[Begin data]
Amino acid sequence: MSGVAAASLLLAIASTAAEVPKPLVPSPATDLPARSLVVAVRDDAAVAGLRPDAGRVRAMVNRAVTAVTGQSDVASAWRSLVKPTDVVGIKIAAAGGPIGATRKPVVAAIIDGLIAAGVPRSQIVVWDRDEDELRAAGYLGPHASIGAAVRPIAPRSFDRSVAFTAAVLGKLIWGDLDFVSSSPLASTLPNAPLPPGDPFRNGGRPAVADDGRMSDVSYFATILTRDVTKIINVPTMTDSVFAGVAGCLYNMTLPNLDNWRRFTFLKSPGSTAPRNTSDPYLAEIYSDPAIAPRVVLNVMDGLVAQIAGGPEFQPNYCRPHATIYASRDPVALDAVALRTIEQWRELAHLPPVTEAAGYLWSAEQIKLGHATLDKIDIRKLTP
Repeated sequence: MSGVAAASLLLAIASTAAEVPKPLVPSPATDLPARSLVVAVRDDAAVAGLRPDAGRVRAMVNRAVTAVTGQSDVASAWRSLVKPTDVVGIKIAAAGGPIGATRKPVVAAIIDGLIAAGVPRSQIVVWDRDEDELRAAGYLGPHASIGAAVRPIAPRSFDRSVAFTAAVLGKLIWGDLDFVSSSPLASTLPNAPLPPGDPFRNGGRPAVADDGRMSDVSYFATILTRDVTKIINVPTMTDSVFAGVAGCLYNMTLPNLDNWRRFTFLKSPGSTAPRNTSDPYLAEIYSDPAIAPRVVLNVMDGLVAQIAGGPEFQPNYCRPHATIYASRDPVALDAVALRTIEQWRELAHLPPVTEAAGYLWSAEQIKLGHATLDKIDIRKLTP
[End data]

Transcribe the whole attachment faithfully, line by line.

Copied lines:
Amino acid sequence: MSGVAAASLLLAIASTAAEVPKPLVPSPATDLPARSLVVAVRDDAAVAGLRPDAGRVRAMVNRAVTAVTGQSDVASAWRSLVKPTDVVGIKIAAAGGPIGATRKPVVAAIIDGLIAAGVPRSQIVVWDRDEDELRAAGYLGPHASIGAAVRPIAPRSFDRSVAFTAAVLGKLIWGDLDFVSSSPLASTLPNAPLPPGDPFRNGGRPAVADDGRMSDVSYFATILTRDVTKIINVPTMTDSVFAGVAGCLYNMTLPNLDNWRRFTFLKSPGSTAPRNTSDPYLAEIYSDPAIAPRVVLNVMDGLVAQIAGGPEFQPNYCRPHATIYASRDPVALDAVALRTIEQWRELAHLPPVTEAAGYLWSAEQIKLGHATLDKIDIRKLTP
Repeated sequence: MSGVAAASLLLAIASTAAEVPKPLVPSPATDLPARSLVVAVRDDAAVAGLRPDAGRVRAMVNRAVTAVTGQSDVASAWRSLVKPTDVVGIKIAAAGGPIGATRKPVVAAIIDGLIAAGVPRSQIVVWDRDEDELRAAGYLGPHASIGAAVRPIAPRSFDRSVAFTAAVLGKLIWGDLDFVSSSPLASTLPNAPLPPGDPFRNGGRPAVADDGRMSDVSYFATILTRDVTKIINVPTMTDSVFAGVAGCLYNMTLPNLDNWRRFTFLKSPGSTAPRNTSDPYLAEIYSDPAIAPRVVLNVMDGLVAQIAGGPEFQPNYCRPHATIYASRDPVALDAVALRTIEQWRELAHLPPVTEAAGYLWSAEQIKLGHATLDKIDIRKLTP